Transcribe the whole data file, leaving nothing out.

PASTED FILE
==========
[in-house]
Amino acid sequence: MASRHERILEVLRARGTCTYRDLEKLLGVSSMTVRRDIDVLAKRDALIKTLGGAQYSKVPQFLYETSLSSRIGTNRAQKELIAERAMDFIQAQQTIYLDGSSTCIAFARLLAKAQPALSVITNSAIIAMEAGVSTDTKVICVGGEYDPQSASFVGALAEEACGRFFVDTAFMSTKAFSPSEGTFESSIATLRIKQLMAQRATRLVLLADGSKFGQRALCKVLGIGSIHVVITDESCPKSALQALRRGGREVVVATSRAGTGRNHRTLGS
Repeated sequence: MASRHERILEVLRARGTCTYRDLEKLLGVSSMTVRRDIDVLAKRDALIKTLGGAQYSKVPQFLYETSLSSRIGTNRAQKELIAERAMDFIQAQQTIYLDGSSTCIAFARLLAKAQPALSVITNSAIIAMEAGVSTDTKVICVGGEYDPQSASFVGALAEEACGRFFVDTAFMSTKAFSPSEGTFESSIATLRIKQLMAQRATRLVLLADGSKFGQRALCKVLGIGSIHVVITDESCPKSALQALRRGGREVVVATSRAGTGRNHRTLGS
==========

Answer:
[in-house]
Amino acid sequence: MASRHERILEVLRARGTCTYRDLEKLLGVSSMTVRRDIDVLAKRDALIKTLGGAQYSKVPQFLYETSLSSRIGTNRAQKELIAERAMDFIQAQQTIYLDGSSTCIAFARLLAKAQPALSVITNSAIIAMEAGVSTDTKVICVGGEYDPQSASFVGALAEEACGRFFVDTAFMSTKAFSPSEGTFESSIATLRIKQLMAQRATRLVLLADGSKFGQRALCKVLGIGSIHVVITDESCPKSALQALRRGGREVVVATSRAGTGRNHRTLGS
Repeated sequence: MASRHERILEVLRARGTCTYRDLEKLLGVSSMTVRRDIDVLAKRDALIKTLGGAQYSKVPQFLYETSLSSRIGTNRAQKELIAERAMDFIQAQQTIYLDGSSTCIAFARLLAKAQPALSVITNSAIIAMEAGVSTDTKVICVGGEYDPQSASFVGALAEEACGRFFVDTAFMSTKAFSPSEGTFESSIATLRIKQLMAQRATRLVLLADGSKFGQRALCKVLGIGSIHVVITDESCPKSALQALRRGGREVVVATSRAGTGRNHRTLGS